CFP: Connecting Technology's Peripheries

CFP for Panel "Connecting technology's peripheries", Society for the History of Technology conference, Albuquerque, 8-11 October 2015.

Connecting Technology’s Peripheries

Organizer: Joshua Grace, University of South Carolina, USA

To propose a paper for this panel, contact

Borrowing inspiration from John Staudenmaier’s Technology’s Storytellers, this
session will examine the stories about technology that are less commonly told at SHOT or
in the history of technology more broadly. It seeks a group of area studies scholars whose
research represents diverse geographic locations, time periods, and disciplines to explore
the analytic boundaries and openings that challenge or inspire their work. In the mid

2000s, as SHOT and Technology and Culture broadened their regional scopes, William
Storey warned of creating a ‘weak multiculturalism’ in which scholarship from area studies
remained outside the core literature and theories in the history of technology; and
conversely, of area studies scholars not adequately engaging SHOT’s historiography. With
increased publications about technology and science in Asia, Africa, and Latin America over
the last several years, this session will revisit Storey’s statement by addressing three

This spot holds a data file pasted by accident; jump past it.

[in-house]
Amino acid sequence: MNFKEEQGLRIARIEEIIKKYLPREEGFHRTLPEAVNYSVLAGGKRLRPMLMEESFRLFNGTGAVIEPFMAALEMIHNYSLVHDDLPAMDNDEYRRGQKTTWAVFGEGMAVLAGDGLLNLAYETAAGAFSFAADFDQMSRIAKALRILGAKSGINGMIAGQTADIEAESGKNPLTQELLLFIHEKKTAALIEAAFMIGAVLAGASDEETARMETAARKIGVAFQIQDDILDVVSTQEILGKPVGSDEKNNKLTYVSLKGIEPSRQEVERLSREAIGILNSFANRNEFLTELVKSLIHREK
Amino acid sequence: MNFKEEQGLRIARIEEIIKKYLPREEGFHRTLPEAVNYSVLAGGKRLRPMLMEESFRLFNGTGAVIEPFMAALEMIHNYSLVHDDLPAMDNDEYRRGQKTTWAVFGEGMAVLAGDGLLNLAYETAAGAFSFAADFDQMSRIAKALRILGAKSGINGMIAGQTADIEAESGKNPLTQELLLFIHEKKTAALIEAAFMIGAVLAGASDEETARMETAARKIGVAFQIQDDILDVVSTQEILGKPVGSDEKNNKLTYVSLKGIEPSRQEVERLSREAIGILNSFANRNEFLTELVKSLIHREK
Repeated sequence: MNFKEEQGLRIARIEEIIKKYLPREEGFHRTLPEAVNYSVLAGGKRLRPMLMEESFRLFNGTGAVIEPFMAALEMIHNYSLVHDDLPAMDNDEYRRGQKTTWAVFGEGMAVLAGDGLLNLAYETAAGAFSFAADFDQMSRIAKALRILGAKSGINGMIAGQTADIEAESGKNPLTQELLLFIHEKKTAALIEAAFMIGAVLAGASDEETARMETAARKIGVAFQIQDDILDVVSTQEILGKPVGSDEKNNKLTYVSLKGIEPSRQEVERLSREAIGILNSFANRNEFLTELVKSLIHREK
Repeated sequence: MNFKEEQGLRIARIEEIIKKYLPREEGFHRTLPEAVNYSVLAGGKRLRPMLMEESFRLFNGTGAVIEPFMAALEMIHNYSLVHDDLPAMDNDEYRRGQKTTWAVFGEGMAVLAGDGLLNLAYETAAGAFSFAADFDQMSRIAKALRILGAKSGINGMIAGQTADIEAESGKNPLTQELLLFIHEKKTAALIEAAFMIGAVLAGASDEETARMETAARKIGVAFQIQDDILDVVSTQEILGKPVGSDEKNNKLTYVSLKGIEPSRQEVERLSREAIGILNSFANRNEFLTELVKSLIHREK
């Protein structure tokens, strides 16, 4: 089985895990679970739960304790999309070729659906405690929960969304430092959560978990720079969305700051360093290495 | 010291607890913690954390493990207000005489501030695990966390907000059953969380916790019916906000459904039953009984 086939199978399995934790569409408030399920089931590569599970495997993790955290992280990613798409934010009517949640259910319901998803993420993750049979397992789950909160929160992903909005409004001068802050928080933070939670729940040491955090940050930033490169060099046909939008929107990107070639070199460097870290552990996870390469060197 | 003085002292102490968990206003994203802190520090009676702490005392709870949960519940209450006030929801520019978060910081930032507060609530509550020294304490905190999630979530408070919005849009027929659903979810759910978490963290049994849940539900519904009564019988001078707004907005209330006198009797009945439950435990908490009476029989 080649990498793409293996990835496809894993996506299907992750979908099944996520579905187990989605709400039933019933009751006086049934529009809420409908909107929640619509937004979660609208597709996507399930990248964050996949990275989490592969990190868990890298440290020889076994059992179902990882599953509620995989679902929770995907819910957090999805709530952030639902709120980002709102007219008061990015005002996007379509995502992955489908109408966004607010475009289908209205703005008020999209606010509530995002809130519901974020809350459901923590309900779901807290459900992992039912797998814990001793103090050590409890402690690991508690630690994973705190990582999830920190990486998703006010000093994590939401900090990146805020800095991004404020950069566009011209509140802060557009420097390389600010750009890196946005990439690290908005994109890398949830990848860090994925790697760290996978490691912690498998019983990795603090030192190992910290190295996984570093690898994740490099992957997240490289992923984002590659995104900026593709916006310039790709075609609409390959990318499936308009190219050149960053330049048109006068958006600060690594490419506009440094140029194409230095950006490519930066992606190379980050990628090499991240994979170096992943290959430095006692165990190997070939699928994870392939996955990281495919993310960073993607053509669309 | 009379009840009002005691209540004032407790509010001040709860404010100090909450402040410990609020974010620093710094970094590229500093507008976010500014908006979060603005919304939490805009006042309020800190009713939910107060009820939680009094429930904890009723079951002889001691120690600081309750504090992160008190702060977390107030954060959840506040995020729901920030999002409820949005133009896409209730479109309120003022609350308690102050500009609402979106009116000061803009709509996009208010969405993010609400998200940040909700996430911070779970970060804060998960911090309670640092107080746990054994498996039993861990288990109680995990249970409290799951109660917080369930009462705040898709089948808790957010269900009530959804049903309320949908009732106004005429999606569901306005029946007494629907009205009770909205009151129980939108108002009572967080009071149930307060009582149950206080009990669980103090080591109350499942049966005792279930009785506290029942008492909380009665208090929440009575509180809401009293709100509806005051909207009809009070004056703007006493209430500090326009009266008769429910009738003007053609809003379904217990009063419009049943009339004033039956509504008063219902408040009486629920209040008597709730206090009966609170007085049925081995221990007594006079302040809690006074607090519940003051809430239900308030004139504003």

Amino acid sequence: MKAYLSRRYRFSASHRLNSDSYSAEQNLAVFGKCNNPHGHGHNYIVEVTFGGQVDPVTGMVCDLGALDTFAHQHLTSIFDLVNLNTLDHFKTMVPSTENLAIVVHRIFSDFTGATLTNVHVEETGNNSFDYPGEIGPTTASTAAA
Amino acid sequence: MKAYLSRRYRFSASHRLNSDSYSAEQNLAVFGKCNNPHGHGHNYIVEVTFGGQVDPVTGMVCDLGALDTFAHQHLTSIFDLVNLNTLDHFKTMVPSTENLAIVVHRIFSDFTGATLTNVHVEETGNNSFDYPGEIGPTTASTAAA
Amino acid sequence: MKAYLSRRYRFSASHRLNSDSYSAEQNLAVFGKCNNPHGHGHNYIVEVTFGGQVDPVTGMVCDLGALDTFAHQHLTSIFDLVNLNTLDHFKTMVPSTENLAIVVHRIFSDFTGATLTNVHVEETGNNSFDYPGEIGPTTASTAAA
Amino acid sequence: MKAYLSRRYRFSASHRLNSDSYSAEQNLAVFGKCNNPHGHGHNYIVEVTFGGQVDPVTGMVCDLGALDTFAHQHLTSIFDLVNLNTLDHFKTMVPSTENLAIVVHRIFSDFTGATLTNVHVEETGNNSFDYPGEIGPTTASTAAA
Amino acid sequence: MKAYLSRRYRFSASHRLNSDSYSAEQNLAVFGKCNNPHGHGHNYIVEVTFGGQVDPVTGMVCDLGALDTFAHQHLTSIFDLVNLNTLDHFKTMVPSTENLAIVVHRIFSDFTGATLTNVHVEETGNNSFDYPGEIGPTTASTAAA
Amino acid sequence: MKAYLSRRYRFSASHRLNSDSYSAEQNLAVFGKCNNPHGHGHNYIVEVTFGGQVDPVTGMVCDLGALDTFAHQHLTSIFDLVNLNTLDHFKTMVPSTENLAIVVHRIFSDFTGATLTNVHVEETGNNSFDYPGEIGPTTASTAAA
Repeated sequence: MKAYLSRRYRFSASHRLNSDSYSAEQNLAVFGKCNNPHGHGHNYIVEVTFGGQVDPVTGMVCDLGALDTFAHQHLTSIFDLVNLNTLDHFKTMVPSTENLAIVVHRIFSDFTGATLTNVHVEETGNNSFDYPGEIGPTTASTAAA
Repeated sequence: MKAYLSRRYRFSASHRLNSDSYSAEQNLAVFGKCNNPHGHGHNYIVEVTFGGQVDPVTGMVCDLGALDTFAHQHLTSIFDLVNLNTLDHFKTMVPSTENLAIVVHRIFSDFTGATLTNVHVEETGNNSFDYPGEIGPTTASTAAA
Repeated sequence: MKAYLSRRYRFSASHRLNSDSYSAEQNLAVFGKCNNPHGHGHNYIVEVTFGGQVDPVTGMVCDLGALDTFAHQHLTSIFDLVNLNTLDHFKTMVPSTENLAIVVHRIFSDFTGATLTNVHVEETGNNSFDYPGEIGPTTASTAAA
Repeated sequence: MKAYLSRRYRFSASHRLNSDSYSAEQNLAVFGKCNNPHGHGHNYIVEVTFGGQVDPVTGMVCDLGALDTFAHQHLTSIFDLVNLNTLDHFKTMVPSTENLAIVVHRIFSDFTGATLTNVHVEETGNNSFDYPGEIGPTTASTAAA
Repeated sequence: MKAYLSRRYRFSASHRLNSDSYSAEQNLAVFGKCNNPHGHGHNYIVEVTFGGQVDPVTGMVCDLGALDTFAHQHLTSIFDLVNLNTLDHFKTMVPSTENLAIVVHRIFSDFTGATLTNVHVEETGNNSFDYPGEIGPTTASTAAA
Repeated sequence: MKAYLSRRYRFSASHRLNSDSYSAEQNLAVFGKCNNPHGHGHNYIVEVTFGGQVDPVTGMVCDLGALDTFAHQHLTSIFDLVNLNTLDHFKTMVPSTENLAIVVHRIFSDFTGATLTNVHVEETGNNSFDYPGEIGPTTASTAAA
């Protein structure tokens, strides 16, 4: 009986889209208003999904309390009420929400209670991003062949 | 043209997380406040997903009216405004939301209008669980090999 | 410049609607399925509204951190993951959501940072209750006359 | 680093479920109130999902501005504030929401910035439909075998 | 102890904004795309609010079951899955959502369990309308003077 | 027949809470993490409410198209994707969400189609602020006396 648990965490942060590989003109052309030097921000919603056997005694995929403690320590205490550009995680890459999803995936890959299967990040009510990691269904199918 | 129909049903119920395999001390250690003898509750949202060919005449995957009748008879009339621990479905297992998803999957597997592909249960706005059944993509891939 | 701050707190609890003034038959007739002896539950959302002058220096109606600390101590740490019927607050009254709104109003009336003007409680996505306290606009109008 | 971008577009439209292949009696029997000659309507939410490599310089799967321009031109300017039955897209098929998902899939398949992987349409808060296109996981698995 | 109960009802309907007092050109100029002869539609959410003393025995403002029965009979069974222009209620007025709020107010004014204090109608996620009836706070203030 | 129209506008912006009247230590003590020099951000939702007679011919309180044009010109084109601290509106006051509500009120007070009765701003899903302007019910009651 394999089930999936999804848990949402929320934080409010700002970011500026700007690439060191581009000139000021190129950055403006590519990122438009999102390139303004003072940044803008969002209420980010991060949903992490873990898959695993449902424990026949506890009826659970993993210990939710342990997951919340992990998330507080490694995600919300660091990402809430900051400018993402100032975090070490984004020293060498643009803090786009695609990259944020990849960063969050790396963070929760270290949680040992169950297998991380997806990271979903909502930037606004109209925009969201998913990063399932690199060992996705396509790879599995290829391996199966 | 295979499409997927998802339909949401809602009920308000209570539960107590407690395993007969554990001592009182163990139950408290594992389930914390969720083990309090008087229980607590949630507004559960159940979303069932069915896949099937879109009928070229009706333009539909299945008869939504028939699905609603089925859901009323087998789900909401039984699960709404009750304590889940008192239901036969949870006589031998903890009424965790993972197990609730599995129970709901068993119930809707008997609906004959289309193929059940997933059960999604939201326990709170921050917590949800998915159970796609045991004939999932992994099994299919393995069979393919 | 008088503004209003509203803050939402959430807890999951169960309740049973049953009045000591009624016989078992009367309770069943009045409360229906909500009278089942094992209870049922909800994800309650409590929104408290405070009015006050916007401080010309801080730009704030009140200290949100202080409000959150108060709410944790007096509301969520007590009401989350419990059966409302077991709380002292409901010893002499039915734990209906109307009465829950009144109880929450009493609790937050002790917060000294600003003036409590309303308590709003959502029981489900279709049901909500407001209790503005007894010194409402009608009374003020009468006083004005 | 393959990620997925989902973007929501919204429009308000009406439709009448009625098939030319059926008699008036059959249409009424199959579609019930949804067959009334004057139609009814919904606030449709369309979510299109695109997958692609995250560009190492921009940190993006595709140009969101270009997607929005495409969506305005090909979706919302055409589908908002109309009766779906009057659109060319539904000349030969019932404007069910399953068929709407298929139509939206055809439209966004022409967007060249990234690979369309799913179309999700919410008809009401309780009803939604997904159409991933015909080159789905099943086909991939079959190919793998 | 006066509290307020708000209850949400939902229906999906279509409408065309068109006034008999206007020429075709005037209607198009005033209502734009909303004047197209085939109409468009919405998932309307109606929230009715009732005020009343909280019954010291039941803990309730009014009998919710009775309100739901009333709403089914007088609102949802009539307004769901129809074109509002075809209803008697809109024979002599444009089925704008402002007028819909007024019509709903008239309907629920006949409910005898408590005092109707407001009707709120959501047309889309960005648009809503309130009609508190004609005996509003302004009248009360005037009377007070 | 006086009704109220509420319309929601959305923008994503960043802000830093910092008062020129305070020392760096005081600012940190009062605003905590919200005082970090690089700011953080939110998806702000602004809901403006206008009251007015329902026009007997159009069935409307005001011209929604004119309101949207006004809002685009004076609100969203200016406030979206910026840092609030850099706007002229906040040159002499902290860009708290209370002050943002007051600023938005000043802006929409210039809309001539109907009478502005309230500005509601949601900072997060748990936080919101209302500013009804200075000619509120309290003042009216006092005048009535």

questions: Where, what or who constitute technology’s peripheries? What are the
periphery’s technologies? And what theoretical and methodological contributions do
stories from the periphery offer SHOT?

This panel is important for at least two reasons. First, in spite of increased
scholarship about the so
called ‘Global South’, sustained discussion or publication across
the geopolitical divides of area studies is much less common. In particular, the Cold War
geography and language of area studies discourages establishing connections and parallels
between regions within the Global South and, perhaps more importantly, keeps divisions
between North/South, developed/undeveloped, and core/periphery unchallenged. Thus,
the use of periphery here draws on Immanuel Wallerstein’s own critique of world
theory that recognizes both peripheries and cores as dynamic and located in all parts of the
world. The panel will connect scholars who work on the edges of SHOT’s historiography
from several regions, including North America and Europe. Second, a discussion about
technology’s peripheries will not only include contested perceptions of technology’s core,
but also help identify the specific points of integration and friction that emerge as
scholarship from around the world continues to grow. Having such conversations is
important for achieving the society’s goal of creating a truly global narrative.

Professor Francesca Bray
Social Anthropology, University of Edinburgh
Room 3.18, 18 Buccleuch Place
Edinburgh EH8 9LN, UK
President (2015-16), Society for the History of Technology
Rice: Global Networks and New Histories
Technology, Gender and History in Imperial China: Great Transformations Reconsidered